Feds raise stakes for Internet entrepreneur Jeremy Johnson
Now the federal government has joined a new high-stakes battle with St. George businessman Jeremy Johnson.
With a revised indictment on 86 charges as opposed to the previous single charge federal prosecutors have set the stage for a fresh round of legal skirmishes with the online sales entrepreneur.
This time, though, Johnson has company four of the men who helped him run his company called I Works, which was highly profitable until it was sunk by mounting problems with customers demanding their money back for charges some said were unauthorized.
The new indictment made public Wednesday essentially elaborates on the charges Johnson was set to plead guilty to in December when he sank a plea deal that would have netted him about 11 years in prison.
Now Johnson and the four I Works employees Loyd Johnston, Bryce Payne, Ryan Riddle and Scott Leavitt face up to 30 years in prison if convicted on charges of conspiracy, bank fraud and money laundering.
The indictment revolves around whether the five defrauded Wells Fargo Bank when things began to go sour at I Works, which had taken in $275 million from about 2000 to 2010, with Johnson's take about $50 million, according to legal documents.
I Works sold various products over the Internet, the most popular being access to websites about how to obtain government grants for personal expenses, make money at home using Google, and lose weight and stay healthy.
According to the new indictment, beginning sometime around 2006, an increasing number of customers started reversing credit card charges from I Works and affiliates. Consumers were unaware that when they ordered a CD or another product for a shipping and handling fee of about $1.99 or so, they also had agreed to be billed monthly for charges of up to $60 for a complementary service or product.
Some also were "upsold" additional services and products without their knowledge, the Federal Trade Commission alleged in a 2010 lawsuit.
Johnson acknowledges disclosures of what's known as upsells on early I Works websites could have been better, but he disputes that the consumers were largely unaware of the charges. He points to the 3 million or so people who called to cancel before they were actually billed, citing that as proof that disclosures were adequate.
Still, federal prosecutors say that in 2009, banks began cutting off I Works credit- and debit-card processing accounts after the company's charge-backs began exceeding 1 percent of all its total charges, the maximum set by Visa and Mastercard.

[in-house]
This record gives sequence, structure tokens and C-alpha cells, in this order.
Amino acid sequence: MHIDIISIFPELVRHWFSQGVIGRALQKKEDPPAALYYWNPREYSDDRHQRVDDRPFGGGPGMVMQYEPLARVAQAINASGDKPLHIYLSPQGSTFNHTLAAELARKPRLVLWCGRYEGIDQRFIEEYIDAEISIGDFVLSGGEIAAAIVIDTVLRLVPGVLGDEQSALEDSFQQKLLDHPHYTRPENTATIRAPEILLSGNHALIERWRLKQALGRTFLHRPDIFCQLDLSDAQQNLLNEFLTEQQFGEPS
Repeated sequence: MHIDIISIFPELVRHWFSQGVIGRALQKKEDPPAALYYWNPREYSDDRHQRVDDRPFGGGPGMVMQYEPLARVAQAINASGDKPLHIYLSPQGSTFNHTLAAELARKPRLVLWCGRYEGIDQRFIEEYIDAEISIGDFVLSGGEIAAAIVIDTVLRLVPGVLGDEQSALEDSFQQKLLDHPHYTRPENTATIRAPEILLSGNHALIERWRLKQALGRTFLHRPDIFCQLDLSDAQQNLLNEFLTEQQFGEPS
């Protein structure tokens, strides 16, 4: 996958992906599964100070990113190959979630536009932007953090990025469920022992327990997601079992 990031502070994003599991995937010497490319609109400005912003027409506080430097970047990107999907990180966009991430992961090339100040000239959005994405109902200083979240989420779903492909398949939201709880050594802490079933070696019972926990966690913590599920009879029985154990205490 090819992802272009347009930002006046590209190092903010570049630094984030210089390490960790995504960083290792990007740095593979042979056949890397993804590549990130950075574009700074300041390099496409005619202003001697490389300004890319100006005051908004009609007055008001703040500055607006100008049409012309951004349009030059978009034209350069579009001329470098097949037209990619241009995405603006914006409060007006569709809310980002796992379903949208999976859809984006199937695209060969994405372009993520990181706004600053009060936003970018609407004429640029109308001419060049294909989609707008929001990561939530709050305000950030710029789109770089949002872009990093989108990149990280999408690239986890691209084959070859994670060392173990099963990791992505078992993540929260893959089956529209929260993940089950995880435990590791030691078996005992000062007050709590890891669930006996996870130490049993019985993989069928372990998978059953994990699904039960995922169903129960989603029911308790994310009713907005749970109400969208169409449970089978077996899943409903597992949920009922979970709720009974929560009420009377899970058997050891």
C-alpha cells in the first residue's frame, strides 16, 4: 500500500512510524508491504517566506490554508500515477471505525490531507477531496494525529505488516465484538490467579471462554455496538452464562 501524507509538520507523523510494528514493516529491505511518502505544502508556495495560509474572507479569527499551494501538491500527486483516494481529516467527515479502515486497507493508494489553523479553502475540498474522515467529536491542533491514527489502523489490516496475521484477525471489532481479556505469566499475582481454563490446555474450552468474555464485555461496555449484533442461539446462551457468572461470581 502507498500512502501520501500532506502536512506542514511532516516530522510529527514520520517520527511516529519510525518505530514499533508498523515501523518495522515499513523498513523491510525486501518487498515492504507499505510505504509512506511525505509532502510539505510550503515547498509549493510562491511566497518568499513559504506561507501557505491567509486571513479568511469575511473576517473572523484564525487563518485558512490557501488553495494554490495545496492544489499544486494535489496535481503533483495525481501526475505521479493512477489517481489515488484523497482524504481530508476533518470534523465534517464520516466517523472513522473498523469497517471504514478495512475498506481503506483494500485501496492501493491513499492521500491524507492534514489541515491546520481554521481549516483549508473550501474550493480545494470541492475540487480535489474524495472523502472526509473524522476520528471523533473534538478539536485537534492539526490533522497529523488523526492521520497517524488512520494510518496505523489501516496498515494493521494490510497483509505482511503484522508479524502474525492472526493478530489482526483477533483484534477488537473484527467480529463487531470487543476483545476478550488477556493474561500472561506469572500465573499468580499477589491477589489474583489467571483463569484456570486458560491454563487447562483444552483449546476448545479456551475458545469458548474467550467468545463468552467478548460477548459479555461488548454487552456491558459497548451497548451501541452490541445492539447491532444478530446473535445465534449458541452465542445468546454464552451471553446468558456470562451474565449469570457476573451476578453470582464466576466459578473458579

That allegedly drove Johnson and the other four to start creating shell companies that disguised their relationship with Johnson and I Works. Otherwise they would not have been able to open new accounts and keep charging customers, prosecutors say.
According to the indictment, Johnson sent a text to Johnston on May 11, 2009, instructing him to set up new accounts "without my name on them."
It also cites other messages to Johnson about creating various companies using names other than Johnson's, and he replies: "I am OK with this but I still want back up merchant accounts [even if we just use them a tiny bit to keep them open] and I want many different corps so all the processing is broken out in many places and I want the ability to put shit processing in one of those corps not tied to us at all knowing full well it will blow up in a few months."
Johnson or his employees are accused of preparing applications for merchant accounts that had straw owners, false business histories, used drop boxes for mailing addresses and referred to fake websites set up only for banks or underwriters to verify they were in compliance with regulations but through which no actual sales were ever conducted, the indictment says.
Johnson and his co-defendants' story is at odds with that portrayal.
Johnson has said that I Works' charge-back problem largely came about because it was the victim of fraud by other companies with which it had contracted. I Works was paying $40 or so to outside companies when those companies sold I Works products. Some used stolen credit cards to make a sale, received their commission and then did a charge-back, he said in interviews before a judge warned him not to talk to the media.
Some companies put up blogs with fake testimonials and drove sales that way, while making it difficult for I Works to trace the source of those sales, he said. Ultimately the fraud helped sink the company, Johnson claims.
By 2009, it was apparent the I Works business model wasn't working. The company gradually ceased operations so that by end of the 2010, when the FTC sued, it was making no sales and barely functioning, Johnson said.
Now he and the other defendants are protesting loudly, saying they are the victims of a face-saving vendetta on the part of the U.S. Attorney's Office that wouldn't back down when it found it had no case. They based their protest on a previous indictment that named only Johnson on one count of mail fraud.
The U.S. Attorney's Office declined to comment.